Category Archives: journalists. Blagging
Since last Friday, 11th March 2011, the majority of the world ‘s media have rightly focused their attention on the terrible plight of hundreds of thousands of Japanese people.
Visited at 2.46 p.m. by a very powerful earthquake, magnitude 9.0, the Eastern seaboard of Japan was then almost obliterated by a tsunami which destroyed many towns and villages along the coast, killing an, as yet, indeterminate number of people.
Representatives of the media descended on the areas affected. From the UK, most of the well-known 24 hour news stations’ anchor men and women as well as countless journalists from the press are there, relaying moving stories , painting vivid pictures of the scenes they are witnessing and enabling readers, listeners and viewers alike to see for themselves the extent of this disaster.
Most of the reporters, thankfully, are producing high-quality, truthful and effective columns and pieces to camera . We are able, through the thoughtful, intelligent and honest accounts from journalists like Channel 4’s Jon Snow and Alex Thompson, to see and hear for ourselves the dignity and sheer tenacity of fellow human beings trying to cope with extreme danger and its aftermath. These journalists are often in dangerous situations themselves.
Now added to earthquake and tsunami, we are watching a nuclear power plant seemingly rapidly running out of control and which may affect the health of many of those lucky enough to survive the earlier events.
Most News outlets have been reporting, and we have been able to see for ourselves, how marvellously stoic and forbearing the Japanese people have been and continue to be. Reporters constantly refer in admiration to the way these people are kind to those in need, thoughtful to strangers and work together to make the best of what most of us would find only in our worst nightmares.
As Channel 4 News’ Alex Thomson says in his blog:
Over here there is no chaos. No mayhem. There is a nuclear power station with some heating issues. There is a forest fire, a blizzard tonight and coastal obliteration on an unimaginable scale.
But this is Japan. They do not panic. They do not do mayhem. They don’t litter and they don’t loot.
Further examples of the sheer forbearance of the Japanese people can be found here in this video sent by George Alagiah from BBC News: here
Most of the media have been restrained and accurate in their reporting of events in Japan. Some have not. The Daily Mail today, tells us in banner headline on the front page that Japan’s people are ‘in the grip of nuclear panic‘ and includes the word ‘apocalypse‘ in the same headline.
The purpose of this hyperbole is no doubt to ratchet up the drama of the piece and sell more copies, but what it does do, in actual fact, is a disservice to many thousands of human beings behaving in a way many of the rest of us doubt we would be able to emulate.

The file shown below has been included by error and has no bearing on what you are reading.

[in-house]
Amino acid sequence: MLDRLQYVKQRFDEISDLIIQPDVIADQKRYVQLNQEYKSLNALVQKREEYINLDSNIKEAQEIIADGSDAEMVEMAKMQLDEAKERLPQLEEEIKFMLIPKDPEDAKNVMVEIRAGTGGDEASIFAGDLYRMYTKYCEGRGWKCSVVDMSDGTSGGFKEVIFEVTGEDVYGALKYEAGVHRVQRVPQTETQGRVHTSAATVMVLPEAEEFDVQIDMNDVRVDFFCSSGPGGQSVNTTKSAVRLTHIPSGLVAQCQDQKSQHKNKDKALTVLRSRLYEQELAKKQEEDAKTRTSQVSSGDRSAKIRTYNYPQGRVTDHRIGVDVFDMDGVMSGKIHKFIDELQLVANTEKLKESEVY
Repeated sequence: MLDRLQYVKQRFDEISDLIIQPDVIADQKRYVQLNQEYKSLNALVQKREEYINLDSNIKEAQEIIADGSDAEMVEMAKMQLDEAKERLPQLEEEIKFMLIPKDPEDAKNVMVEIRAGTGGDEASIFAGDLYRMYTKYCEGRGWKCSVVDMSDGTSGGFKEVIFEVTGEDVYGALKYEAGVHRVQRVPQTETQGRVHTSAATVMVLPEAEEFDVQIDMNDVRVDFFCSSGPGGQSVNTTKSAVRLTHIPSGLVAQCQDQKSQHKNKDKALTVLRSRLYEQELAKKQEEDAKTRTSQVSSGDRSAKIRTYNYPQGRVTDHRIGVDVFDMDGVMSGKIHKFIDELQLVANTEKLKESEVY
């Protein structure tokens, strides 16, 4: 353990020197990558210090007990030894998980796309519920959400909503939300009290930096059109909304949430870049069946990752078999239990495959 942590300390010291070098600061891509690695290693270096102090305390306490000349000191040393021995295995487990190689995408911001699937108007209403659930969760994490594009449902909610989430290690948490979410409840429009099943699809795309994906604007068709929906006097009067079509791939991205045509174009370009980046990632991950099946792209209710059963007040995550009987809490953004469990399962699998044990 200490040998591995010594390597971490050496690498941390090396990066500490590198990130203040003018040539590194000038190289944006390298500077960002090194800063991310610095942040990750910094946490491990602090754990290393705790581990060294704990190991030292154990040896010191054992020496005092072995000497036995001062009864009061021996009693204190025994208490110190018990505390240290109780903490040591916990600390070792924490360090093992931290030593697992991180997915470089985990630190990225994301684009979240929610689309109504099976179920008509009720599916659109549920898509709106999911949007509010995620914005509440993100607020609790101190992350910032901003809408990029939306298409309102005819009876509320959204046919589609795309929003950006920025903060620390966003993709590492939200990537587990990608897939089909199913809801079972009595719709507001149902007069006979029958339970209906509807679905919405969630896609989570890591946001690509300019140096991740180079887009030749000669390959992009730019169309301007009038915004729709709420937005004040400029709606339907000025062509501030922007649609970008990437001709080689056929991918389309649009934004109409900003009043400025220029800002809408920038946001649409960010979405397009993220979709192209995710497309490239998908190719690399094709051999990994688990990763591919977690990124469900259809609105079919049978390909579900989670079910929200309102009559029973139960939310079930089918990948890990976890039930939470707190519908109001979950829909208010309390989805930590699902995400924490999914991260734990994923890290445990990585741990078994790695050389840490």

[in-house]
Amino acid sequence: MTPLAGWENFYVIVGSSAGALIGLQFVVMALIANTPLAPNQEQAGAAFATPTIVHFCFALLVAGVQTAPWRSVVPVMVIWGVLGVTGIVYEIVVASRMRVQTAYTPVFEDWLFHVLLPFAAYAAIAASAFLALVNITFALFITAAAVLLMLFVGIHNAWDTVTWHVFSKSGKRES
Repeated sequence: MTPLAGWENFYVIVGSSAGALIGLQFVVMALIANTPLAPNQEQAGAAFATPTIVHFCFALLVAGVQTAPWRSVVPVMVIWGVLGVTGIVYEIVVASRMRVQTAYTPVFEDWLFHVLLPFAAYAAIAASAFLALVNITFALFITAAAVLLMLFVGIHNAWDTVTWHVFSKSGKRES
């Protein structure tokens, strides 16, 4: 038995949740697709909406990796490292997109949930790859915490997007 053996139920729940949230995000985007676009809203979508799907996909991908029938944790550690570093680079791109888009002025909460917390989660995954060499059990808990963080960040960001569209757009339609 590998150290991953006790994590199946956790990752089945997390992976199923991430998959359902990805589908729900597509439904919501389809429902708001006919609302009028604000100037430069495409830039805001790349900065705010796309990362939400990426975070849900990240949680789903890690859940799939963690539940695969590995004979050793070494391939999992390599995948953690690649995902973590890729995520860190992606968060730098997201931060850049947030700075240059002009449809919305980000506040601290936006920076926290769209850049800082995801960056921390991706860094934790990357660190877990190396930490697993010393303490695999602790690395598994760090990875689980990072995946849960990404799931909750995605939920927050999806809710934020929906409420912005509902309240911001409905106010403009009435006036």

How much more effective and honest, then, is this style of front page and headline –
No unwarranted exaggeration, no hype and more importantly, no lack of respect for the victims of this tragedy.
This saga, long running, some believe, because of poor investigative rigour and lack of will, for whatever reason, on the part of the Met. police force to pursue many strong leads and a welter of evidence, rumbles on.
Recently, thanks to dogged work to keep the story alive by the Guardian, Independent, Channel 4 Dispatches, concerned Bloggers and ‘victims’ from all walks of life, it appears that the feeble flame is at last showing signs of bursting into the roaring fire it should have been at least six years ago.
On our Blog, #PRESSREFORM, here, are links to many articles and comments made about the whole affair over the past years. An example of these would be this :
We seem now to be moving ever deeper into the murky world of (questionable at best and corrupt at the very worst) news story information gathering.
Today’s Radio 4 programme, News from Nowhere – How the Papers got Their Stories, with presenter Jon Manel, sought to show that the methods of collecting details and information on personalities in the public eye were not merely confined to phone-hacking. Listen here.
It illuminated the way newspaper journalists used private detectives to gain access to medical records, addresses from phone numbers, details about and information from friends and relatives of targets, vehicle registration numbers, ex-directory numbers and so on. The PIs were skilled in the art of ‘Blagging’ and could elicit very personal details of a target’s life from receptionists, office clerks etc.
The programme suggested that the illegal practices employed by journalists and sanctioned by their editors were not confined to the News of the World, nor did they cease when the Private Investigator Glen Mulcaire was sentenced to prison. There is evidence that the practices still go on today….which goes some way to explain why most of the media have failed to publicise this whole affair properly.
Have editors, journalists and newspaper proprietors bitten their tongues, squeezed their eyes tight shut and held their breath in the hope that they could delay the inevitable, put off the reckoning which edges ever closer?